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Don
March 12th, 2006, 11:00 AM
About 10 years ago I designed a couple of single board computers. One was based on the Motorola 68HC11 and the other was an 80C32 board. Both had 32K of EPROM and 32K of RAM. Both came with a BASIC interpreter in ROM. They also had an identical set of I/O devices (printer port, 24-bit parallel port, 8 or 12 bit D/A, 8-channel 3 mode A/D, battery backed RAM and real time clock). All this on a 4 by 6 inch board. I tried selling these without much success under the name of D. C. Micros.

A couple of years ago I decided to bring the HC11 back to life and designed an expansion board that was also 4 by 6 inches in size. The expansion board had 2 serial ports, another 32K of RAM, floppy disk interface that supports 4 drives (360K or 720K) and an IDE hard drive interface. The IDE interface supports up 128 partitions of 16 megabytes each. It runs the FLEX 2 operating system (6800 version) without modification.

Not sure what all this information is worth but thought I would share it with you all.

Don

MoonShadow
March 13th, 2006, 02:21 AM
That sounds quite interesting. Maybe you could help me with the design and construction of a homebrew?
I'm interested in homebrews because you can do pretty much anything you want with them, like BASIC interpreters, writing monitors (or sub OSen, if you like), designing games (in 6502 assembler... lol.), etc.

For a start, I need to decide on what processor to use: 6502 or start simple with a 4004? Or use 8080/8086 or go a completely different direction and use RISC or sum'n.
After that, I need to find a place to get EEPROMs and processors work out if I can pull ram chips off some old ram stick or dead mobo or whatev.

Then I need to design it. I'd like to fit it somehow on to a dead ISA/PCI card or this crazy big white wierd board I have lying around...

Then comes the writing of the software et microcode et stuff.

I think that's all. Bye for now.

MoonShadow

P.S. I'll try to get some pics of the big white one. It looks a little like a really tall S-100, but I'm not sure. It says "tty interface" on it. That's all.

Don
March 14th, 2006, 10:41 AM
You've got a lot to chose from. :-) Any of the 8-bit processors is a good place to start. Then when your feet are wet you can jump into the big stuff. :-) Places like Jameco, JDR, DIGI-KEY & B.G.Micro are good sources of parts. Do a little shopping because some of their inventories overlap so one place might have a better deal than others.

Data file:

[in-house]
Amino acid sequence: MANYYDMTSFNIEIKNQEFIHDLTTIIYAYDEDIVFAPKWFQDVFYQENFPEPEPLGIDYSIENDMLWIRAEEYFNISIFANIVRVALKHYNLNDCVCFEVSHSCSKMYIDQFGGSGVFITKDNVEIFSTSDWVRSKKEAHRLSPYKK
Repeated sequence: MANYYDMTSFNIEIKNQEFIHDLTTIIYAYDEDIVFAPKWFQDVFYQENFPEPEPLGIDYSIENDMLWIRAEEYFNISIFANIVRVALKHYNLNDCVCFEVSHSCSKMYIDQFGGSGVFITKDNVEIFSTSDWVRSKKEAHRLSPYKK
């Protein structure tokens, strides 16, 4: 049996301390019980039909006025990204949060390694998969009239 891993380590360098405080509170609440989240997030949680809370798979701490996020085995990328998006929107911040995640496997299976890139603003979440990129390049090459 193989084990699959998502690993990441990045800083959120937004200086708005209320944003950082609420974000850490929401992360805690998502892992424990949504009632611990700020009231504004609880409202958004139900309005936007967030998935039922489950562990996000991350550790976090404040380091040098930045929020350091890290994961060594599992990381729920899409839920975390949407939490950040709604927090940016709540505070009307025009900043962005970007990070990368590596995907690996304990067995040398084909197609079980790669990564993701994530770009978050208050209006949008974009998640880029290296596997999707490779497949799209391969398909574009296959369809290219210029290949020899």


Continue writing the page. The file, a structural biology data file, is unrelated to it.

Development tools is always an issue and as a hobbiest I don't like to spend a lot of money on that. Do a little internet shopping and you can usually find some pretty good freeware and shareware that will do the job. Some of this stuff is quite good and some is just plain junk. You'll have to make the determination which is which. Good luck with your projects.

Don

ziloo
March 15th, 2006, 07:04 AM
Greetings Don!

It is great to have an/another hardware designer among the Vcf gang.
I vaguely remember the name DC Micros but I can't remember where and
when. With the popularity of data acquisition and control systems
using stand-alone boards, I am surprised that your product did not fly.

There is a wealth of real computer enthusiasts on this forum, and I am
looking forward to see more colaborative effort among them to bring some
vintage designs/ideas back to present time again.

ziloo

Don
March 15th, 2006, 08:39 AM
Came as a big shock to me too. :-) I had an add that ran in TCJ (The Computer Journel), Microcomputer Journal (Computer Craft) and Circuit Cellar Inc. magazines. What killed me was the cost of advertising. :-( Circuit Cellar charged $1000.00 a month. TCJ magazine was $200 for a year, I think. I can't remember what Microcomputer Journal charged but is wasn't cheap either. As you know, if you don't advertise you don't sell so there I was.

I only sold a total of 8 of the 80C32 boards, 4 assembled and 4 kits. In the whole time I only had one tech support call. He could have answered his own question if he had read the first 4 pages of the manual. But, I had fun. It was something I wanted to do so I did it and now it's out of my system. I still have a few of the blank PCB's sitting in a box around here someplace. Can't bring myself to pitch them in the garbage.

Don